Benefits of Boredom

A fascinating take on the benefits of boredom and daydreams.  This is oddly comforting.  I love the idea of not having to rush to fill time and space…

While there’s some tantalizing evidence linking daydreaming, the default network and creativity, I think the most tangible benefit of boredom is probably social. Mostly, what we daydream about is each other, as the mind retrieves memories, contemplates “what if” scenarios, and thinks about how it should behave in the future. In this sense, the content of daydreams often resembles a soap opera, with people reflecting on social interactions both real and make-believe. We can leave behind the world as it is and start imagining the world as it might be, if only we hadn’t lost our temper, or had superpowers, or had used a different pick-up line. It is this ability to tune out the present moment and contemplate the make-believe that separates the human mind from every other.

So Brodsky was right: boredom can have important benefits. We should learn to savor the slowness of time: all those long nights and tedious drives are a great chance to slip into our “default” mode of thought. We banish boredom at our own peril.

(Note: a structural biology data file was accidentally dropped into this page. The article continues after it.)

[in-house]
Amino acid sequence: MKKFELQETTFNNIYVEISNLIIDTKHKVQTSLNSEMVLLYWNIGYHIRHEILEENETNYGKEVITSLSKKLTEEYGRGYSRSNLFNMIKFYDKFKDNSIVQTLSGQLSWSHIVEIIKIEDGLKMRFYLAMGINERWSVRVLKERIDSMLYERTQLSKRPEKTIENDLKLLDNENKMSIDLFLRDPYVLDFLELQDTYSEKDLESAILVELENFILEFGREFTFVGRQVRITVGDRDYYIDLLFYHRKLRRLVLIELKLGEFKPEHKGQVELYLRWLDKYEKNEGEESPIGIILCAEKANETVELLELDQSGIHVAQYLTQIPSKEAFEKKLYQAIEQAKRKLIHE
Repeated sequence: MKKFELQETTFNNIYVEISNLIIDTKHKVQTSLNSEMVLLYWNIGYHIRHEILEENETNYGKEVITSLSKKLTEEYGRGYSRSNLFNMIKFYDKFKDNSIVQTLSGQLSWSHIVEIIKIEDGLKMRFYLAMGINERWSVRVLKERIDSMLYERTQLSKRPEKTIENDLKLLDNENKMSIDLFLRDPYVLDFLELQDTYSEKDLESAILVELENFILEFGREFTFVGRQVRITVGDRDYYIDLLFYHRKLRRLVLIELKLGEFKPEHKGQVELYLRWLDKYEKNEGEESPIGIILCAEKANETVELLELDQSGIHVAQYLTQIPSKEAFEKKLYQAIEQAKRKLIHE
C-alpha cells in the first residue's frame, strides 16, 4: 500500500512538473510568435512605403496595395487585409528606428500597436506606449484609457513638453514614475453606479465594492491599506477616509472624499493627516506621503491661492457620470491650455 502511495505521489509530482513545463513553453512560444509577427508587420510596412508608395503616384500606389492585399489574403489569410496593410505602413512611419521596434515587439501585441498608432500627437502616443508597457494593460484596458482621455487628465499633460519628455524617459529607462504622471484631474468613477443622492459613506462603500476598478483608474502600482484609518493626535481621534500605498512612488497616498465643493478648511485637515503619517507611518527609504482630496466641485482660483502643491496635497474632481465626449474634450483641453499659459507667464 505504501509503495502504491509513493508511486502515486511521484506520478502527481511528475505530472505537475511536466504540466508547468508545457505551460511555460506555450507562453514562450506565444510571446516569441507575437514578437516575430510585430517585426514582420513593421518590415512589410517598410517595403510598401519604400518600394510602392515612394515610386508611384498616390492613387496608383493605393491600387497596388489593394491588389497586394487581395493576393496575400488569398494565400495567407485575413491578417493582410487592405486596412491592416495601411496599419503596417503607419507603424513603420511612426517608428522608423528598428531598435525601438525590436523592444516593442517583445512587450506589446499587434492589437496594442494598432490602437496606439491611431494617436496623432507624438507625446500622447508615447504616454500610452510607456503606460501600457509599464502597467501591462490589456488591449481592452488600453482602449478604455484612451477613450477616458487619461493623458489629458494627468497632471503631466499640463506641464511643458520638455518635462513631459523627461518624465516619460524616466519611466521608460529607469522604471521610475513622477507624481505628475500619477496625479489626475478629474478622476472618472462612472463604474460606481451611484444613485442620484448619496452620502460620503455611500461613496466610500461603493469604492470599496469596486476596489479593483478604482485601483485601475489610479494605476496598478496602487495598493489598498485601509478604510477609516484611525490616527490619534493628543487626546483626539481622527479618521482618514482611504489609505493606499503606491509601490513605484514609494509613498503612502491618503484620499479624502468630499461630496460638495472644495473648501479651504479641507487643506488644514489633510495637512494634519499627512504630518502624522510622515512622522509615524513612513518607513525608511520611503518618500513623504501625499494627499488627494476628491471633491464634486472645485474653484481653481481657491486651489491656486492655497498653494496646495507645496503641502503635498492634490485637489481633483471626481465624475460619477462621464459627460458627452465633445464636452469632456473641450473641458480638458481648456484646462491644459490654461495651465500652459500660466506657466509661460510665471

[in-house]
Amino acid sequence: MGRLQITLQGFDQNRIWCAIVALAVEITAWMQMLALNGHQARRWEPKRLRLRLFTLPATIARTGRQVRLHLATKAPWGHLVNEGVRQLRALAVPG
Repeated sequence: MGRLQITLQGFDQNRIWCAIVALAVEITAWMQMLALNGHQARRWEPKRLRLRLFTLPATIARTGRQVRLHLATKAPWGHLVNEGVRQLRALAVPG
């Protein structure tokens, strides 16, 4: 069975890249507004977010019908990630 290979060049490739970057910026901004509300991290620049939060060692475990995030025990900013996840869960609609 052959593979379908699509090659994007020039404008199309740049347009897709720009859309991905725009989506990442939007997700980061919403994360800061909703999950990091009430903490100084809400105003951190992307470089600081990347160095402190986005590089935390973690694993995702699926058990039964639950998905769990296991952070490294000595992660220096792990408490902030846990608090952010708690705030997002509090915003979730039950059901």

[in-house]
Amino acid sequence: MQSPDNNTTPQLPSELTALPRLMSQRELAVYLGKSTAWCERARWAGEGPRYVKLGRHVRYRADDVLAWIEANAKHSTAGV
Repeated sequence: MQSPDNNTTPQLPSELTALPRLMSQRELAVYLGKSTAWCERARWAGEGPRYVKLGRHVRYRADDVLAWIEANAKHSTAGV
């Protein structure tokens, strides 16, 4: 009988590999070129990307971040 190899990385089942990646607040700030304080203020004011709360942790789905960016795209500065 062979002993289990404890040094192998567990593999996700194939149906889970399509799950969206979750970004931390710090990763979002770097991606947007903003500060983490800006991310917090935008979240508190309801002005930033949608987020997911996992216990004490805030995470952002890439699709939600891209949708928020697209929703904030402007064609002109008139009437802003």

4 thoughts on “Benefits of Boredom

  1. Sometimes when I daydream I imagine friends or family giving me advice on some part of my life or other. I usually end up thinking, “Wow, yeah, I should do that.” So here’s the question: did the advice come from the other people (through my experiences with them) or through me, subconsciously?
    (Yes, it’s probably both, but where’s the fun in that?) 🙂

  2. Ha. Hmm. Good thought.

    I suppose, obviously, that it must be a combo of both. If they didn’t actually say it, than it is your own thought. However, the cumulation of all of that person’s prior actions created some ‘persona’ that generated some expected piece of advice in your head.

    In the end, if you had a knife to me and demanded a choice of one over the other, I’d say that it was you who advised yourself.

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